Remembering St. Paul’s Rosalie Maggio, a great friend of writers

“I feel like there should be a writing plane in the sky circling the world, spreading the sad news that Rosalie Maggio left us” (Michelle J. Edwards).

And so it was, through the 21st century version of a writing plane in the sky around the world: a Facebook post. Rosalie Maggio had died on Saturday September 18 from pancreatic cancer. As word spread, friends and writers (but I repeat myself) cried.

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Rosalie may

There was never a best friend for writers; And those of us who live in the Twin Cities, where Rosalie lived for years, feel especially close. Your book, “How to say it: words, phrases, sentences and paragraphs chosen for each situation”, It was the go-to book for those who wanted to get it right; to move the needle, tilt the balance, even the playing field. And when others did not know how to say it, for example, the reporter was referring to the people who “manage” a project, we referred them to the best and most precise option, “staffing”. Or to the politician who calls those who fight fires “firemen”, we suggest the best and most accurate “firefighter”.

Easy, sensible, logical; So what is the problem? In 1989, it was a big problem. The world was very different and gender equality was a burning battlefield. As someone who wrote on the subject, I called Rosalie often, not just to find the right word, but to rage, pity, sigh, cry, and sometimes laugh. Rosalie was an introvert and was often not interested in getting together physically, but at the end of a phone line, she was always present.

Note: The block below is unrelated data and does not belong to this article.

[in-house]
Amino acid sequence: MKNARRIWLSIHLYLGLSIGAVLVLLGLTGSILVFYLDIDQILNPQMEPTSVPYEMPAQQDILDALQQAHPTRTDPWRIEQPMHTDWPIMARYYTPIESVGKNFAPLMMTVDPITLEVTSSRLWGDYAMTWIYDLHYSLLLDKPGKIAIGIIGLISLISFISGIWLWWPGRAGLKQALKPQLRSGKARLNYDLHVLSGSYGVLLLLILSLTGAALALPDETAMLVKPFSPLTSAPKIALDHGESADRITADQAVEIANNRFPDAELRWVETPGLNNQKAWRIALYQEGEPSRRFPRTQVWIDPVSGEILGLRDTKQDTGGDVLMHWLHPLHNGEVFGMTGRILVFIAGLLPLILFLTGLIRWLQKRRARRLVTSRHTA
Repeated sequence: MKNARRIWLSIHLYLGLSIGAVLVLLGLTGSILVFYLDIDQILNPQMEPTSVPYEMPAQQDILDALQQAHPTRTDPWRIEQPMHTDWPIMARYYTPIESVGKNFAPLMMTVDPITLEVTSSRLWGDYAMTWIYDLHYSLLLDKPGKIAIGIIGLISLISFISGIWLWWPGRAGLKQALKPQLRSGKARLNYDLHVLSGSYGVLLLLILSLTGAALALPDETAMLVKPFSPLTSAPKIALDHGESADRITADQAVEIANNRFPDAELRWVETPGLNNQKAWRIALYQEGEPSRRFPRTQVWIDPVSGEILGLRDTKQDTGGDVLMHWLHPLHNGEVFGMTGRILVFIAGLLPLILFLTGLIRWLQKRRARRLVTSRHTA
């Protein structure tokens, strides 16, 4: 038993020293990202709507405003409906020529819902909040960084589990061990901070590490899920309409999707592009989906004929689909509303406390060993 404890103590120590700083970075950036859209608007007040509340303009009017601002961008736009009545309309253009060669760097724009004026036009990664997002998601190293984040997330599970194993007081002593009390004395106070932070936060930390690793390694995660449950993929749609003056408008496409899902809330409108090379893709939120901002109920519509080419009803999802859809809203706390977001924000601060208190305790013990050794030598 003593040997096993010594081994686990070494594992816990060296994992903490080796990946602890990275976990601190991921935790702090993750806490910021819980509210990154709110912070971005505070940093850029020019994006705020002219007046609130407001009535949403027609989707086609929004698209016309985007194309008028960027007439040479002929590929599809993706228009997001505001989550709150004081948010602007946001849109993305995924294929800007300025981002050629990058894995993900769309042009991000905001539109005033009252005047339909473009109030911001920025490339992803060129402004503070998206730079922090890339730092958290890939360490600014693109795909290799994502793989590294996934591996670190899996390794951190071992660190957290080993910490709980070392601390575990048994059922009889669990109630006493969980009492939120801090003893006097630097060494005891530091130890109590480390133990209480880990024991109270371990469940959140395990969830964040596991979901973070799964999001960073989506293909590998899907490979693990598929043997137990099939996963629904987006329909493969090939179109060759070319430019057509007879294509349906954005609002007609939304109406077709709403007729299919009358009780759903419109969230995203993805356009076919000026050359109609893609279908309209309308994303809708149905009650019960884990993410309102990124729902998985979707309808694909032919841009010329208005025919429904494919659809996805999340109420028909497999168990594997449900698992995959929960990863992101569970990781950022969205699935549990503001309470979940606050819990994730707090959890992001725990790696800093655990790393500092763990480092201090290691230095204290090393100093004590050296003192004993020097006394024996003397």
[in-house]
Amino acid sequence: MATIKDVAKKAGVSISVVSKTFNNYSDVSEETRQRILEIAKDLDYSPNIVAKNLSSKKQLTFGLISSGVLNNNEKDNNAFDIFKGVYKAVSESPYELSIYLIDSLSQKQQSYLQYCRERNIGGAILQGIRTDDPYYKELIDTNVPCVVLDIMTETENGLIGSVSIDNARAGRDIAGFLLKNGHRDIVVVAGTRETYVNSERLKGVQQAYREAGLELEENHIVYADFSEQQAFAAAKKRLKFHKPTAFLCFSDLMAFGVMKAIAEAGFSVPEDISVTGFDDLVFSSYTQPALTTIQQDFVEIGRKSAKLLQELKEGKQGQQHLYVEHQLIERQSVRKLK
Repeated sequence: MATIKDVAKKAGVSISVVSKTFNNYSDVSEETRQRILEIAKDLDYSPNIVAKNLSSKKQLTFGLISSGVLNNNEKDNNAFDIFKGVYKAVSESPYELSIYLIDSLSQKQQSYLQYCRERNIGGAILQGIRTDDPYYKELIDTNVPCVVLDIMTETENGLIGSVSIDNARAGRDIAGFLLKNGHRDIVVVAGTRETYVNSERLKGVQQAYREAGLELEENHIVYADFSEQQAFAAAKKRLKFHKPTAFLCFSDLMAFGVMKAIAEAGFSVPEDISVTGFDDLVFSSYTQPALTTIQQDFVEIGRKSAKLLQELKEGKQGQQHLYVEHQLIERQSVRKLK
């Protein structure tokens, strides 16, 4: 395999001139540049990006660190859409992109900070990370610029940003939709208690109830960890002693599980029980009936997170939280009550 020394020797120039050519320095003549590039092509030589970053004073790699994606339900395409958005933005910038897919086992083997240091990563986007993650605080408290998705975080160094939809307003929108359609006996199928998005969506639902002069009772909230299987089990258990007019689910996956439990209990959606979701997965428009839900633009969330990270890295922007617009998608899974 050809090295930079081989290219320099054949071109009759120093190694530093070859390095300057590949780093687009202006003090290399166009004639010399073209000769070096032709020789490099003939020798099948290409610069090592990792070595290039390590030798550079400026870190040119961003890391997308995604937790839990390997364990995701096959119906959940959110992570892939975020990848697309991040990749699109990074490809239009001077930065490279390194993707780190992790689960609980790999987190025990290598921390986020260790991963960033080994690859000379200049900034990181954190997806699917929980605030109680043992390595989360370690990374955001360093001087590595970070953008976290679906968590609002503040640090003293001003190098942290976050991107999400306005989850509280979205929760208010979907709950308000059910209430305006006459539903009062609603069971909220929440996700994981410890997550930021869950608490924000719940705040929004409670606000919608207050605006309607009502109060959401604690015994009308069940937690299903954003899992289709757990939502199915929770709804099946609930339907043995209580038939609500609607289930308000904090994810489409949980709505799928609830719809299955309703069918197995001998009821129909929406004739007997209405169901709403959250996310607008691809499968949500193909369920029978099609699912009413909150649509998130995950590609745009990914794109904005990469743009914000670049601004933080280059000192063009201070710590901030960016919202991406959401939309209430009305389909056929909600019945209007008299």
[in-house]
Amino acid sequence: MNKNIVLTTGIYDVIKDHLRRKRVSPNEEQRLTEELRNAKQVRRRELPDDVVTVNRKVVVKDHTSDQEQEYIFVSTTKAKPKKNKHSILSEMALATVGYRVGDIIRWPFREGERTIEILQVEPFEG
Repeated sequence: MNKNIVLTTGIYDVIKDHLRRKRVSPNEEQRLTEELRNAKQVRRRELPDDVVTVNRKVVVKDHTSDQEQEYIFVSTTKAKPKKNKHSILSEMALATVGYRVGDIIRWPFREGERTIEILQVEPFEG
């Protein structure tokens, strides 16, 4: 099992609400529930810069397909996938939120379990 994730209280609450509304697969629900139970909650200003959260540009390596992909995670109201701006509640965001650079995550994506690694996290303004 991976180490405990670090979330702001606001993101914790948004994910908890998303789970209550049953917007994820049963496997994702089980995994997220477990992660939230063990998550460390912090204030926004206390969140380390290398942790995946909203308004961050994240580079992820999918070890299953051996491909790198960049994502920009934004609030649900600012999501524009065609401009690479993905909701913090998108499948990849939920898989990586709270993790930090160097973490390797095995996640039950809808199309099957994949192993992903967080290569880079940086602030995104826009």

“Even knowing that they are alive in the world with one is enough.” (Nancy Spain, “Why am I not a millionaire”, 1956).

The article continues after the announcement.

Was. Even when he moved from St. Paul to the top of his mountain in California, the talks continued. We both grew up in our work, Rosalie writing other books, I moved on to copywriting.

AND “Oh, the comfort – the inexpressible comfort of feeling safe with a person – without having to weigh the thoughts or measure the words, but spill them well, just as they are, straw and grain together, certain that a faithful hand will take them and sift them. , save what is worth keeping, and ten with the breath of goodness, blow the rest. “(Dinah Maria Mulock Craik,” A life for a life “, 1866)

So Rosalie gave us the dating book! With a book, Rosalie New Beacon Women’s Dating Book, with 16,000 quotes from 2,600 women, broke the old familiar Bartlett-ian idea that, with a handful of exceptions, anyone worth quoting is a man.

Susan J. Berkson

Susan J. Berkson

Rosalie’s collection of women’s quotes, most of which cannot be found in any other collection, opened the door to new sources, new themes, and new wisdom. With curated and witty words from women ranging from Bella Abzug to Ann Zwinger on more than 1,400 topics, this is a must-have treasure, a reader’s delight, and out of print. Hold on tight to your copy and find another high and low.

Who will I call now to rage, pity, sigh and cry? Author / illustrator Michelle J. Edwards, who wrote about Rosalie, “She gave me, and I believe that all of us, her readers, her friends, her family, a fullness of love and support that allowed us to feel that we were up to the task at hand, whether it be being a mother or writing. a novel. Rosalie was sure we could do it. “(Michelle J. Edwards)

Rosalie did, and thanks to her, we now write on the shoulders of giants.

Longtime Twin Cities resident Susan J. Berkson wrote comments for Star Tribune, Minnesota Public Radio, and TPT. Now he writes from his home in Jerusalem.

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